FDA Approves New Multiple Sclerosis Drug

The Food and Drug Administration (FDA) has approved Genentech’s new drug Ocrevus, which is the first approved treatment available for primary progressive multiple sclerosis (MS). Primary progressive MS is the most severe version of MS, a nervous system disease that affects the flow of information to the brain. 15 percent of the world’s 2.3 million MS patients suffer from this variant of the disease and have waited for years while over a dozen treatments have been approved for less severe MS. The MS Society has described the breakthrough as a “real game changer” for those suffering from primary progressive MS and hopes this will be the first of many next generation MS treatments.

Patients typically develop MS between the ages of 20 and 50, but it can also strike earlier or as late as 75. Symptoms include loss of balance, fatigue, and weakness that, for most patients, come and go over time; however, patients with primary progressive MS experience a more constant decline in nervous system function that either takes place rapidly or over the course of several years. Most patients do not experience paralysis, but many need a cane or crutches to help with balance and mobility. MS drugs like Ocrevus help to alleviate these symptoms by interfering with a type of white blood cell that causes inflammation of the myelin coating on nerve cells, damage to which prevents the cells from sending electric signals necessary to convey information to the brain.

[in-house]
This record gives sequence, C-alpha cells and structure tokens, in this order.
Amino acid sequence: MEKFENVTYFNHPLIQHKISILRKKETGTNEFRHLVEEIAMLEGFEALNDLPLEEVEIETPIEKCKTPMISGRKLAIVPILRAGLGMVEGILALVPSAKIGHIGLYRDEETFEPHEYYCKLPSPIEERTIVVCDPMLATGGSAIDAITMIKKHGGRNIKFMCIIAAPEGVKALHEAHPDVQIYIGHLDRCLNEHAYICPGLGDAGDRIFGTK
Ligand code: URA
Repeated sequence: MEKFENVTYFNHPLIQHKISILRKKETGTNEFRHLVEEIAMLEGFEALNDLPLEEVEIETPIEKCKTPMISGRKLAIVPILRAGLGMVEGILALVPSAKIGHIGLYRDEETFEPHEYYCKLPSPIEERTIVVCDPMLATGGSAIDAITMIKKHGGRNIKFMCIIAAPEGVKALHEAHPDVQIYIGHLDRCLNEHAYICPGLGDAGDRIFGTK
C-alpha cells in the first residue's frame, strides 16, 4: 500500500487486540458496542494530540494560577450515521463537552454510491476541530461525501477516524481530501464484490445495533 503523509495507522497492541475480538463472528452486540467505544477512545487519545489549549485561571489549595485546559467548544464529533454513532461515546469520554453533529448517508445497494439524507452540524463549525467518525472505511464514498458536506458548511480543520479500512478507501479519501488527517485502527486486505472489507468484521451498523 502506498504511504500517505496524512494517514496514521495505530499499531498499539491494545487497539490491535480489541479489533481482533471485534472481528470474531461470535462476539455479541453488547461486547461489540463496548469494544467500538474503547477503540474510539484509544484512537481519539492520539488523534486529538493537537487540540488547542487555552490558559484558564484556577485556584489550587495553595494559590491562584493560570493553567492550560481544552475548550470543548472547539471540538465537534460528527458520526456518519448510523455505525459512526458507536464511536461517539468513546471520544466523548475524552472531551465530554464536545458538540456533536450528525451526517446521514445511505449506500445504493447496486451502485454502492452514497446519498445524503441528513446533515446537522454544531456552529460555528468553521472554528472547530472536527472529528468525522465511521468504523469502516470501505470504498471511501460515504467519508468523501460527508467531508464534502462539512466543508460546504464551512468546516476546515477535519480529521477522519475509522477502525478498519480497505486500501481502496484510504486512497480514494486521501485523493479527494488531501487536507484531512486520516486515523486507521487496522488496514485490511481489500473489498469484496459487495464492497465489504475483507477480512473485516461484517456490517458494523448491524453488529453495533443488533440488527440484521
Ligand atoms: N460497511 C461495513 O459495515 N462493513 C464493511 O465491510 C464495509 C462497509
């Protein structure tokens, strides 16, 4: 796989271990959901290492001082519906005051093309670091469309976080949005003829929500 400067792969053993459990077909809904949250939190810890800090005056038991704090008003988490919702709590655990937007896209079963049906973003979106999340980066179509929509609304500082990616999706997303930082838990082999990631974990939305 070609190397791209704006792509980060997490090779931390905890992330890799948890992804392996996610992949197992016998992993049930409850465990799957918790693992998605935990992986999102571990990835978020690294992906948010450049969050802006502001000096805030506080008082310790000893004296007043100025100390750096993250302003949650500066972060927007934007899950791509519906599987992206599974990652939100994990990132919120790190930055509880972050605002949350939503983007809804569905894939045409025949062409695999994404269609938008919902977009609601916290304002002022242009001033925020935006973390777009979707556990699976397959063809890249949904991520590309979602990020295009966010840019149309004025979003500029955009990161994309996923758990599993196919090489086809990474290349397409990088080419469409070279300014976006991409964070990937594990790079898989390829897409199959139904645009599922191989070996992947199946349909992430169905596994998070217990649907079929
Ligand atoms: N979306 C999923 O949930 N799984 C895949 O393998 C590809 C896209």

Genentech has announced that it plans to charge $65,000 for a year’s worth of treatment. Developing a drug for such a difficult condition to treat was doubtless expensive for the firm, but Ocrevus’ high price tag may continue to fuel the debate over the ethics of current drug pricing practices. Just a month previously, Marathon Pharmaceuticals took considerable flak for their decision to price a drug to treat a rare form of muscular dystrophy at $89,000 for a year’s supply. That company decided to put the marketing of the drug on hold in order to meet with patient advocacy groups.

Primary progressive MS patients will be relieved to finally have a treatment to ease their condition, as long as their insurance company will cover it or as long as they can afford the cost.

For more, visit the Wall Street Journal.

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